Humiliation falls on Peres — and Barak, by extension

Professionally, Shimon Peres has accomplished much more than almost anyone else has in modern Israeli history. On a personal level, however, Peres is an Israeli human tragedy.

Even following the tremendous public sentiment on the heels of the Rabin assassination, Peres failed to defeat Benjamin Netanyahu in the 1996 vote for prime minister. In a way, his stunning Monday defeat to Moshe Katsav, an obscure legislator in the opposition Likud Party, was even worse.

Peres has long had a roller coaster-style popularity among the Israeli public that had heightened recently. But his presidential loss among Knesset members — undoubtedly a "lesson" for Ehud Barak for which he took the fall — positioned him once and for all to be a loser in the political establishment. It brought back the haunting memory of a decade ago, when Peres had the Knesset convened in special session during the intermediate days of Pesach, a very rare occurrence.

As happened in April 1990, a month after Yitzhak Shamir's government had fallen in a no-confidence vote, the then-Labor Party chairman said he had the support of enough ministers to form a coalition. In the last moment, however, the majority did not materialize, and Shamir had the last laugh when he re-established a coalition in June.

Someone else is always to blame. In 1990, it was a part of the Agudath Israel parliamentary faction that did Peres in. In 1996, Arab voters and new immigrants from the former Soviet Union were blamed for the ever-so narrow margin of loss to Netanyahu.

On Monday, ministers of Barak's One Israel were crying bloody murder not only against the fervently religious Shas Party, but also at a few defectors from within, accusing them of abandoning Peres. The presidential embarrassment is also seen as symbolic of Barak's inability to pass anything in the Knesset as his governing coalition increasingly wavers on his willingness to make concessions to the Palestinians for a lasting peace agreement.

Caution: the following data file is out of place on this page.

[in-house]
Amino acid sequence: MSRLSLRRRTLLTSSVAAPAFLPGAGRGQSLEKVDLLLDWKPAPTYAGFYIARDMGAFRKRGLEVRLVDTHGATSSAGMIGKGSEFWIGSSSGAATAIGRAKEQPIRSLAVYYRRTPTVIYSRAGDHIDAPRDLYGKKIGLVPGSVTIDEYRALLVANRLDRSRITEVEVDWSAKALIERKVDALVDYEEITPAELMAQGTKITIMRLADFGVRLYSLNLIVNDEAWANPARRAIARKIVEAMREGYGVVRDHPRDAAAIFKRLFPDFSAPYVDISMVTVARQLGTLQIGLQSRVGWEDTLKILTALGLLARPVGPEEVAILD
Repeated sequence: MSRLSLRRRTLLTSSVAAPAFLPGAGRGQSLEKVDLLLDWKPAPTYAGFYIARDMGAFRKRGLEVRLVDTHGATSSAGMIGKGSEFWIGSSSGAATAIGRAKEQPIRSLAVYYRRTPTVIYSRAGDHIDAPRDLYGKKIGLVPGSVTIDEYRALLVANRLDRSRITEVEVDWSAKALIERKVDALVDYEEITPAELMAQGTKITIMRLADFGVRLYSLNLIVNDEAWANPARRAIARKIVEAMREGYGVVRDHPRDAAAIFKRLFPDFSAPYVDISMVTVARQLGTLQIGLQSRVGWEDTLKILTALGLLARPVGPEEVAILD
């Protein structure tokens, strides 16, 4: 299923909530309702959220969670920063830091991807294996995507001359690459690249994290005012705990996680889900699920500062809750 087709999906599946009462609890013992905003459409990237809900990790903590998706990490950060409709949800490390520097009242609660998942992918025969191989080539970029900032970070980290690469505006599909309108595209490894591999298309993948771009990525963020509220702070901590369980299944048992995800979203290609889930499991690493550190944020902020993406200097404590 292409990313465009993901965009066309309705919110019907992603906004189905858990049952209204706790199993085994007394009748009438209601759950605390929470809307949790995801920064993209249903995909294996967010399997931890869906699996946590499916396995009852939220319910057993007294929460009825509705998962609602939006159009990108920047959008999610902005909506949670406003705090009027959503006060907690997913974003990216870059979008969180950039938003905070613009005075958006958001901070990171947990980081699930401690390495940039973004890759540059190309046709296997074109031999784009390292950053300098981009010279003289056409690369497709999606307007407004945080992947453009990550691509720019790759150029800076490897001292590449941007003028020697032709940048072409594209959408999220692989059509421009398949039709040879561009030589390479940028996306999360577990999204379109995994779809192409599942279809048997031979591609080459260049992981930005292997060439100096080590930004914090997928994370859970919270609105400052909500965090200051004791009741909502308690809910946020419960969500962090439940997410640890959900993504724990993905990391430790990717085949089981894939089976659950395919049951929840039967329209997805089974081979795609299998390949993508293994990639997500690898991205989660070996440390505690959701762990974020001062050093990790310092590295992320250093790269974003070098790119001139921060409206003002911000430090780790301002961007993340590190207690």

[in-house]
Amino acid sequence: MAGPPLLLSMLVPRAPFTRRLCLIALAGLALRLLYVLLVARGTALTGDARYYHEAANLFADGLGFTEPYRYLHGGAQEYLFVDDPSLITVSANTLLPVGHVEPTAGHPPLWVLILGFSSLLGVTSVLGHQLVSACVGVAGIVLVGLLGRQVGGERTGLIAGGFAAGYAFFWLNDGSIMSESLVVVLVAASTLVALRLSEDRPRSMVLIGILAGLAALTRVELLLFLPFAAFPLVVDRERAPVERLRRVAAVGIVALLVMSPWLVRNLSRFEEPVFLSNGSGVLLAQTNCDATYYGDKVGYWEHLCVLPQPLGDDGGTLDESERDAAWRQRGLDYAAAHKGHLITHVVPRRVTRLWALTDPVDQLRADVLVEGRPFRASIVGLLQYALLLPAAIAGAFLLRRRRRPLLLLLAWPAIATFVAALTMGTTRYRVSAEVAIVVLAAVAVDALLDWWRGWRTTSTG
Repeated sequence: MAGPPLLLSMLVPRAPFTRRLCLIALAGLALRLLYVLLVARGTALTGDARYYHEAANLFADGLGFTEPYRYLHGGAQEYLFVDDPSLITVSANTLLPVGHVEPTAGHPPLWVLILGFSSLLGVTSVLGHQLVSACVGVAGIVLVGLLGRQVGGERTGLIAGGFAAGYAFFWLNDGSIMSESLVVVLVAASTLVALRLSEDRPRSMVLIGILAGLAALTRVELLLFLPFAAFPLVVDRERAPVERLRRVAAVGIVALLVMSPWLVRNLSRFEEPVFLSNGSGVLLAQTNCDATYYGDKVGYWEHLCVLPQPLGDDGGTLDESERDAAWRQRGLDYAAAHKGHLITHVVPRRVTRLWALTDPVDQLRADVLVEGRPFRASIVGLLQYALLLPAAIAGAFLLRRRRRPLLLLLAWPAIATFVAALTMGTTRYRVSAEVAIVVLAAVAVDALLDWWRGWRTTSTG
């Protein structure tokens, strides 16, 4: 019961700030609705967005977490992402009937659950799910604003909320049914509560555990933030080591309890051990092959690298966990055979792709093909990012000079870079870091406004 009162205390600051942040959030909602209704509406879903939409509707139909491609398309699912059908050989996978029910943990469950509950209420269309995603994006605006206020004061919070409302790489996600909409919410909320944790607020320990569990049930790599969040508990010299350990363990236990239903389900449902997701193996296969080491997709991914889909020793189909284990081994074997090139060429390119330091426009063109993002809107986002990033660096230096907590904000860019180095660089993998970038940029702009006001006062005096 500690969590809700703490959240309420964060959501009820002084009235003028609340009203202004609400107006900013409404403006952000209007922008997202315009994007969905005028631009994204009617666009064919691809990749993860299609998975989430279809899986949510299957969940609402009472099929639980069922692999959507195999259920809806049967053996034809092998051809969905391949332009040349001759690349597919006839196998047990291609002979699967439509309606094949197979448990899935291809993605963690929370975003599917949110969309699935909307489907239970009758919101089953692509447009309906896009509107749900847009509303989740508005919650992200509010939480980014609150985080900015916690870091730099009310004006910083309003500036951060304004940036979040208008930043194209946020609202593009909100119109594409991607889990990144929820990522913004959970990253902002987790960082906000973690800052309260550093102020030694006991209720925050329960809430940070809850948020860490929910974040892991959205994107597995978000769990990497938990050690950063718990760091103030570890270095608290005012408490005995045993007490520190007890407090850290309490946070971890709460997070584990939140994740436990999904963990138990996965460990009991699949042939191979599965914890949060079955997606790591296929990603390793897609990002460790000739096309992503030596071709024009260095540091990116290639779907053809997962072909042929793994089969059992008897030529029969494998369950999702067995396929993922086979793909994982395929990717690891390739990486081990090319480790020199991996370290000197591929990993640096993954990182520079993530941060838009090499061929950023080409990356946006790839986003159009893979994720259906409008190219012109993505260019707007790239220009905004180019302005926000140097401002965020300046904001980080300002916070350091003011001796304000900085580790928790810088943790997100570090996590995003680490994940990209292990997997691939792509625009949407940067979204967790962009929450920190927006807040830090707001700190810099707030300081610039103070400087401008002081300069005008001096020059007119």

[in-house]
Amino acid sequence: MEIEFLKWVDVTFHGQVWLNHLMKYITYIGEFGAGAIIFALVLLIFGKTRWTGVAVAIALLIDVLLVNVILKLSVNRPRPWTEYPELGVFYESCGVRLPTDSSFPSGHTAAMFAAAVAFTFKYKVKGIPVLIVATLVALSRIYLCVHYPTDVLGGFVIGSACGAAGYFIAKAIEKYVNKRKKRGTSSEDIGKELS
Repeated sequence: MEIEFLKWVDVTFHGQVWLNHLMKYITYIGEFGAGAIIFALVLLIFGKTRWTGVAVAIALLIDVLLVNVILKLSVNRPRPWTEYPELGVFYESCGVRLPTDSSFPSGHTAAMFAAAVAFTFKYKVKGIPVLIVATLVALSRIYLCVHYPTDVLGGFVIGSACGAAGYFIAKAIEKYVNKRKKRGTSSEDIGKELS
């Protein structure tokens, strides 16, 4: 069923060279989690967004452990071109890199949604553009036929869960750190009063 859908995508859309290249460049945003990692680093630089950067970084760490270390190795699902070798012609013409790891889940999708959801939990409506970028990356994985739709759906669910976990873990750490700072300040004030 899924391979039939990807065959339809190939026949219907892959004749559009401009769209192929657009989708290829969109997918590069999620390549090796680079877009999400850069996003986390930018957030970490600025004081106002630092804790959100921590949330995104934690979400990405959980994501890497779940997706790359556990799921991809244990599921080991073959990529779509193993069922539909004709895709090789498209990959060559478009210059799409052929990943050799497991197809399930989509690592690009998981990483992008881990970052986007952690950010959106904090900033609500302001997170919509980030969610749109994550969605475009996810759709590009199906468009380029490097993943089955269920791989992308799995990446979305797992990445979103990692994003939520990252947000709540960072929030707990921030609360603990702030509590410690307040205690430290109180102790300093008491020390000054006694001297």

The common denominator in all these accusations is that Peres lost.

The suggestion was made yesterday that the former prime minister, foreign minister and defense minister should vie for some position in the international arena, where he is appreciated. One pundit quipped that had the likes of President Clinton and British Prime Minister Tony Blair been voting yesterday, Peres would have won hands down.

The proposal was made after the 1996 defeat that Peres be considered for U.N. secretary-general. One problem with that was a potential scenario in which the United Nations would condemn Israel for some action, putting Peres in an especially awkward situation. The problem for Peres is not a lack of work. His position as regional cooperation minister in the Barak cabinet has served as an extension to the activities of his peace center. Still, much remains on his agenda toward establishing what he terms a "new Middle East."

On the heels of Monday's vote, there was anticipation that Peres might break his public silence on how the current prime minister is running the peace process. Will he criticize Barak? Does he also consider the premier responsible for his defeat? Barak had been concerned that Peres as president would be a shadowing figure. The question was whether even outside the boundaries of Beit Hanassi — the president's residence — he would promote his role as an elder statesman.

Peres himself was in a state of shock. When he handed in his letter of resignation as minister to the cabinet on Sunday, in anticipation of gaining the presidency, he did not anticipate that he would be left with the option of taking the letter back before the 48-hour waiting period expired.